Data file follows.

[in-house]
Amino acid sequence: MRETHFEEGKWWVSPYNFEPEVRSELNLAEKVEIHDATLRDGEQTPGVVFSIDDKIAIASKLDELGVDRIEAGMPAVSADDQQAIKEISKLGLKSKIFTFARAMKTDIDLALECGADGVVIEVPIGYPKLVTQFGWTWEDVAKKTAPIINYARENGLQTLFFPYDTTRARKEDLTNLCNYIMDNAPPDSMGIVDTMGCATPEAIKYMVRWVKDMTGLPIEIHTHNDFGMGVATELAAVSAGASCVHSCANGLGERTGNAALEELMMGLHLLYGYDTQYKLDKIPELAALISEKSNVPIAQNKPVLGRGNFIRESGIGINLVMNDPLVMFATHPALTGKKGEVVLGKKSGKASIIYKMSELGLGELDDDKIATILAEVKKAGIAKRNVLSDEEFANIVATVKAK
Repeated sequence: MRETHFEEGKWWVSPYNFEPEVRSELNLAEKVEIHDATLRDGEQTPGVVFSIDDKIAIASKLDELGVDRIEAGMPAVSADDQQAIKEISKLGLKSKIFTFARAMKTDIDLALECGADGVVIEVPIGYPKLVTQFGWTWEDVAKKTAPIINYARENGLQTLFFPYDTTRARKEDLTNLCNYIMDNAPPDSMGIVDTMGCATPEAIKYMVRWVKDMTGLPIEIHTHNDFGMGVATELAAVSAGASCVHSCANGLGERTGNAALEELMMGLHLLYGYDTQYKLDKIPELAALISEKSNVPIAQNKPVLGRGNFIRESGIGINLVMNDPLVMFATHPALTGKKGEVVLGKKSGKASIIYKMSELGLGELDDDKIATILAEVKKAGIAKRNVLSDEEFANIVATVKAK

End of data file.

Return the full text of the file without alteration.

[in-house]
Amino acid sequence: MRETHFEEGKWWVSPYNFEPEVRSELNLAEKVEIHDATLRDGEQTPGVVFSIDDKIAIASKLDELGVDRIEAGMPAVSADDQQAIKEISKLGLKSKIFTFARAMKTDIDLALECGADGVVIEVPIGYPKLVTQFGWTWEDVAKKTAPIINYARENGLQTLFFPYDTTRARKEDLTNLCNYIMDNAPPDSMGIVDTMGCATPEAIKYMVRWVKDMTGLPIEIHTHNDFGMGVATELAAVSAGASCVHSCANGLGERTGNAALEELMMGLHLLYGYDTQYKLDKIPELAALISEKSNVPIAQNKPVLGRGNFIRESGIGINLVMNDPLVMFATHPALTGKKGEVVLGKKSGKASIIYKMSELGLGELDDDKIATILAEVKKAGIAKRNVLSDEEFANIVATVKAK
Repeated sequence: MRETHFEEGKWWVSPYNFEPEVRSELNLAEKVEIHDATLRDGEQTPGVVFSIDDKIAIASKLDELGVDRIEAGMPAVSADDQQAIKEISKLGLKSKIFTFARAMKTDIDLALECGADGVVIEVPIGYPKLVTQFGWTWEDVAKKTAPIINYARENGLQTLFFPYDTTRARKEDLTNLCNYIMDNAPPDSMGIVDTMGCATPEAIKYMVRWVKDMTGLPIEIHTHNDFGMGVATELAAVSAGASCVHSCANGLGERTGNAALEELMMGLHLLYGYDTQYKLDKIPELAALISEKSNVPIAQNKPVLGRGNFIRESGIGINLVMNDPLVMFATHPALTGKKGEVVLGKKSGKASIIYKMSELGLGELDDDKIATILAEVKKAGIAKRNVLSDEEFANIVATVKAK